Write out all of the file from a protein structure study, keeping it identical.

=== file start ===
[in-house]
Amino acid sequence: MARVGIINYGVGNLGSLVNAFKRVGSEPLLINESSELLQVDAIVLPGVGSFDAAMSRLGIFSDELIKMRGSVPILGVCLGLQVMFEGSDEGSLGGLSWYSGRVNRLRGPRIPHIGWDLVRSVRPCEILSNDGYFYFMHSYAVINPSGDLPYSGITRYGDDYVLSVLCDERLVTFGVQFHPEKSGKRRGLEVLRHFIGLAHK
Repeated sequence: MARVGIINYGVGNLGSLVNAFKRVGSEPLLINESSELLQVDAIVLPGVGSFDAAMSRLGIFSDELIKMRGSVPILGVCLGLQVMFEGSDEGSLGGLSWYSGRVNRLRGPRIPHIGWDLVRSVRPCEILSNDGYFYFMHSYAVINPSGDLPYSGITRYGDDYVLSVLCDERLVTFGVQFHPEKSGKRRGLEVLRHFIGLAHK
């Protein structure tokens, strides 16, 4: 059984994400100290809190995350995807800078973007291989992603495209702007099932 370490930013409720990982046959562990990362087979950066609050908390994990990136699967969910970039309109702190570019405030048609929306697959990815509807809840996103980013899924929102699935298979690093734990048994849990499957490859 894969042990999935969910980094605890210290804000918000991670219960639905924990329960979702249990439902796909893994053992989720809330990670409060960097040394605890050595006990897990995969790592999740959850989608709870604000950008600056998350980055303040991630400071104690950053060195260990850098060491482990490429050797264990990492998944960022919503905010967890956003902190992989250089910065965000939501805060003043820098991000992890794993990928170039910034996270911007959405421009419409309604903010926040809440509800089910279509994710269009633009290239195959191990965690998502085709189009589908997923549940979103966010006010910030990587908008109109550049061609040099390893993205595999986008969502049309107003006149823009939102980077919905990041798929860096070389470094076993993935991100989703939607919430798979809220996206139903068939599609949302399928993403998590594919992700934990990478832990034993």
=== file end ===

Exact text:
[in-house]
Amino acid sequence: MARVGIINYGVGNLGSLVNAFKRVGSEPLLINESSELLQVDAIVLPGVGSFDAAMSRLGIFSDELIKMRGSVPILGVCLGLQVMFEGSDEGSLGGLSWYSGRVNRLRGPRIPHIGWDLVRSVRPCEILSNDGYFYFMHSYAVINPSGDLPYSGITRYGDDYVLSVLCDERLVTFGVQFHPEKSGKRRGLEVLRHFIGLAHK
Repeated sequence: MARVGIINYGVGNLGSLVNAFKRVGSEPLLINESSELLQVDAIVLPGVGSFDAAMSRLGIFSDELIKMRGSVPILGVCLGLQVMFEGSDEGSLGGLSWYSGRVNRLRGPRIPHIGWDLVRSVRPCEILSNDGYFYFMHSYAVINPSGDLPYSGITRYGDDYVLSVLCDERLVTFGVQFHPEKSGKRRGLEVLRHFIGLAHK
């Protein structure tokens, strides 16, 4: 059984994400100290809190995350995807800078973007291989992603495209702007099932 370490930013409720990982046959562990990362087979950066609050908390994990990136699967969910970039309109702190570019405030048609929306697959990815509807809840996103980013899924929102699935298979690093734990048994849990499957490859 894969042990999935969910980094605890210290804000918000991670219960639905924990329960979702249990439902796909893994053992989720809330990670409060960097040394605890050595006990897990995969790592999740959850989608709870604000950008600056998350980055303040991630400071104690950053060195260990850098060491482990490429050797264990990492998944960022919503905010967890956003902190992989250089910065965000939501805060003043820098991000992890794993990928170039910034996270911007959405421009419409309604903010926040809440509800089910279509994710269009633009290239195959191990965690998502085709189009589908997923549940979103966010006010910030990587908008109109550049061609040099390893993205595999986008969502049309107003006149823009939102980077919905990041798929860096070389470094076993993935991100989703939607919430798979809220996206139903068939599609949302399928993403998590594919992700934990990478832990034993």